Facebook Updates Policy to Prevent Use of its Data for Surveillance

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Facebook is prohibiting developers from using the massive amount of data it collects on users for surveillance. This includes using such data to monitor activists and protesters.

The company said Monday that it is making an existing policy “explicit.” Facebook says it has already taken action against developers who created or marketed tools meant to be used for surveillance. It says it wants to “be sure everyone understands the underlying policy and how to comply.”

Although the social network’s core business is advertising, Facebook, along with Twitter and Facebook-owned Instagram, also provides developers access to users’ public feeds. The developers use the data to monitor trends and public events. For example, advertisers have tracked how and which consumers are discussing their products, while the Red Cross has used social data to get real-time information during disasters such as Hurricane Sandy.

But the social networks have come under fire for working with third parties who market the data to law enforcement. Last year, Facebook, Instagram and Twitter cut off access to Geofeedia, a start-up that shared data with law enforcement, in response to an investigation by the American Civil Liberties Union. The ACLU published documents that made references to tracking activists at protests in Baltimore in 2015 after the death of a black man, Freddie Gray, while in police custody and also to protests in Ferguson, Missouri, in 2014 after the police shooting of Michael Brown, an unarmed black 18-year-old.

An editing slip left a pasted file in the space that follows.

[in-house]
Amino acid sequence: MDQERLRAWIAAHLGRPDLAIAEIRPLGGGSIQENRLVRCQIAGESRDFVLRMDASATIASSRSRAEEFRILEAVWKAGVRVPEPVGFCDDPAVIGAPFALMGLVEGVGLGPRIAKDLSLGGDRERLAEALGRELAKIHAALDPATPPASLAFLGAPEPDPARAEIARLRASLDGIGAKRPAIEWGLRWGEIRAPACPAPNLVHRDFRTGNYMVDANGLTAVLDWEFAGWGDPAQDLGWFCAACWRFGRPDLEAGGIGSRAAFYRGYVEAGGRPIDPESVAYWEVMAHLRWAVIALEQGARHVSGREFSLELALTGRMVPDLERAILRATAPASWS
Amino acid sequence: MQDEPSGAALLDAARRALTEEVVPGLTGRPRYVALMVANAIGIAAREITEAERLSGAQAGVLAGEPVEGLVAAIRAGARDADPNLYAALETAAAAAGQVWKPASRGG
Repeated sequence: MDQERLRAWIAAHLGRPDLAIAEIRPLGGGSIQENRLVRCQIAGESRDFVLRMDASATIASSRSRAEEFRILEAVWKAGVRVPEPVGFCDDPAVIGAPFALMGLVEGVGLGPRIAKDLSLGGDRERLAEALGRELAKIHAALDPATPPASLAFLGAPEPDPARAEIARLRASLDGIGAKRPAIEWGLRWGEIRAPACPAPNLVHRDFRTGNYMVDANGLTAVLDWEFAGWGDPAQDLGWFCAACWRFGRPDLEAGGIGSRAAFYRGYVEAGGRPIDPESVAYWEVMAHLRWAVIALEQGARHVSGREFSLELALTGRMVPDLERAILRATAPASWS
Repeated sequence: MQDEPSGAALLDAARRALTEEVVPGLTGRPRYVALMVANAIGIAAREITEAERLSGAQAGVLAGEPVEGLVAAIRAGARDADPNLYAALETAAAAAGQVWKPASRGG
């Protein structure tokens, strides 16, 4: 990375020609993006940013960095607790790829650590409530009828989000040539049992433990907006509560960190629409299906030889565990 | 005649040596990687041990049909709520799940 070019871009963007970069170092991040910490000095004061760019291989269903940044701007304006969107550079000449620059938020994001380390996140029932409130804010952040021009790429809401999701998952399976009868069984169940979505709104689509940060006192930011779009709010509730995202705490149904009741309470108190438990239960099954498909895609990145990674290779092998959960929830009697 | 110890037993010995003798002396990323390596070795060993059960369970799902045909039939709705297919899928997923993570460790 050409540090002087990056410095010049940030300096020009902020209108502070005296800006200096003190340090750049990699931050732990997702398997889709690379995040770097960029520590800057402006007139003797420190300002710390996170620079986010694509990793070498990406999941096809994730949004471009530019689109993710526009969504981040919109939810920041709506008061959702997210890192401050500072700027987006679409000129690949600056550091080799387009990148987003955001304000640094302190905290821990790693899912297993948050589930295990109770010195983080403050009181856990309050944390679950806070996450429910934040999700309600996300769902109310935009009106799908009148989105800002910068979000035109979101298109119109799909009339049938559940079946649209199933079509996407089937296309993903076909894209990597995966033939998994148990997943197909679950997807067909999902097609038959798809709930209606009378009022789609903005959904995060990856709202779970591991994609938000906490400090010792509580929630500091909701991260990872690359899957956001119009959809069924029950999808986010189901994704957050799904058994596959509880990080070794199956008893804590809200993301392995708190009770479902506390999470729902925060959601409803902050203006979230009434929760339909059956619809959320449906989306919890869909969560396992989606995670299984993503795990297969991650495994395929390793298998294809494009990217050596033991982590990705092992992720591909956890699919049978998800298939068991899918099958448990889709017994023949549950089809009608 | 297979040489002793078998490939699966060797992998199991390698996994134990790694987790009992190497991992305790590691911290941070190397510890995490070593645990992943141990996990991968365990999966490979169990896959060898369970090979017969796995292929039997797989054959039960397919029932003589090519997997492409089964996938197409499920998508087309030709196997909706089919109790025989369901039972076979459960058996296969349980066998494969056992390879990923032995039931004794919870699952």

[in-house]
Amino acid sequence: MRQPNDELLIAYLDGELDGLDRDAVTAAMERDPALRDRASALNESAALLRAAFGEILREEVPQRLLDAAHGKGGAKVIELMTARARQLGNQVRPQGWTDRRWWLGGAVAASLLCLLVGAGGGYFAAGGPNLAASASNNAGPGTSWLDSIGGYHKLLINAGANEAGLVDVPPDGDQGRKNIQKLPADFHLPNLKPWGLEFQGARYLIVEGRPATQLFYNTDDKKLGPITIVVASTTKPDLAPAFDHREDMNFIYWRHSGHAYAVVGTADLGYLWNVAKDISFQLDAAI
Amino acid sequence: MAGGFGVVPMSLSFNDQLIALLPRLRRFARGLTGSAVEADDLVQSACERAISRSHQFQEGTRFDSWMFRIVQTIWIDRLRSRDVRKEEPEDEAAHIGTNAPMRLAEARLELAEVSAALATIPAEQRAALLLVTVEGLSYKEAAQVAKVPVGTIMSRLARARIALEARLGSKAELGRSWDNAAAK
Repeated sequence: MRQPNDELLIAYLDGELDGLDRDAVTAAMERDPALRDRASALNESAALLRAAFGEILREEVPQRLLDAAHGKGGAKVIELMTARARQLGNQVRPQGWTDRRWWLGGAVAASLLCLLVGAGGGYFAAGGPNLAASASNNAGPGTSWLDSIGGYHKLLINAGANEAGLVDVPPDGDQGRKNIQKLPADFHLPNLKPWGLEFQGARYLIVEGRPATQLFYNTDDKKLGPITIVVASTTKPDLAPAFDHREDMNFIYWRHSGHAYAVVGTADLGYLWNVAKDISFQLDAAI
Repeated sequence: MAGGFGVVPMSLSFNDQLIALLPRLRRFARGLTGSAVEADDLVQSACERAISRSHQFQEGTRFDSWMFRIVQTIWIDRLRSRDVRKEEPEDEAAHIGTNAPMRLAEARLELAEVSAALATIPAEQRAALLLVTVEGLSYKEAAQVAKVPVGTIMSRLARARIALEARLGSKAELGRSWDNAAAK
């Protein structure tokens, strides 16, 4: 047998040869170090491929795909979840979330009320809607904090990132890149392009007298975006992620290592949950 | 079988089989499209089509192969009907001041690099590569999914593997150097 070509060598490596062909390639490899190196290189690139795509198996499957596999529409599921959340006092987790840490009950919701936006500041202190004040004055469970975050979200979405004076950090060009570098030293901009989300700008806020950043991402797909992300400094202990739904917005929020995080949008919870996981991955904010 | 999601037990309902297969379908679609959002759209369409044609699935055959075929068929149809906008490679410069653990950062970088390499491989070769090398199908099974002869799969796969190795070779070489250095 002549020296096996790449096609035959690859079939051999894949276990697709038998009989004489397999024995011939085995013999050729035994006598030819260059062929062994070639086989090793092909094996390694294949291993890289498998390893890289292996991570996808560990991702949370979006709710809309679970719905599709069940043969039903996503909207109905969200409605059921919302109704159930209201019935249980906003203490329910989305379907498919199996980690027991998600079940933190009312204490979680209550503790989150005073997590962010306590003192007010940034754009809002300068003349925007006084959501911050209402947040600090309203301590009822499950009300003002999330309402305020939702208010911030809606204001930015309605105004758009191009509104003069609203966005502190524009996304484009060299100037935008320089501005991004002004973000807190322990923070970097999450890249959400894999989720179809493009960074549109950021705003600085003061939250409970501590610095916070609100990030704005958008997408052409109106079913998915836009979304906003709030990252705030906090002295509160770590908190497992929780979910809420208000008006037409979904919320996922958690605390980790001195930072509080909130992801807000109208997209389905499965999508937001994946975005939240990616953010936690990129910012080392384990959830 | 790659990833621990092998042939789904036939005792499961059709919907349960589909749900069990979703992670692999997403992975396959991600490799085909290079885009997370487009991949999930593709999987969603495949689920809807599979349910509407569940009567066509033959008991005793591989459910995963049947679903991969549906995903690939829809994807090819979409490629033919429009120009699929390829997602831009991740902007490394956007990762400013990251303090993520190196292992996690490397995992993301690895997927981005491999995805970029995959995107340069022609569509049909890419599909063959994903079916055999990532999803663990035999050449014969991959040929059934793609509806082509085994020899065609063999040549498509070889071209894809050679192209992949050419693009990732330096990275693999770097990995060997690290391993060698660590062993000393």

The new prohibition states that developers — who get access to user data from Facebook to create apps — should protect “the information you receive from us against unauthorized access, use, or disclosure. For example, don’t use data obtained from us to provide tools that are used for surveillance.”

The ACLU report says the data the companies provided to Geofeedia included only public posts, not those that users restricted to just friends or in some other way. But such access to Facebook data is still valuable to third parties because it would be very difficult to collect and comb through all the stuff on their own.

Credit: Associated Press

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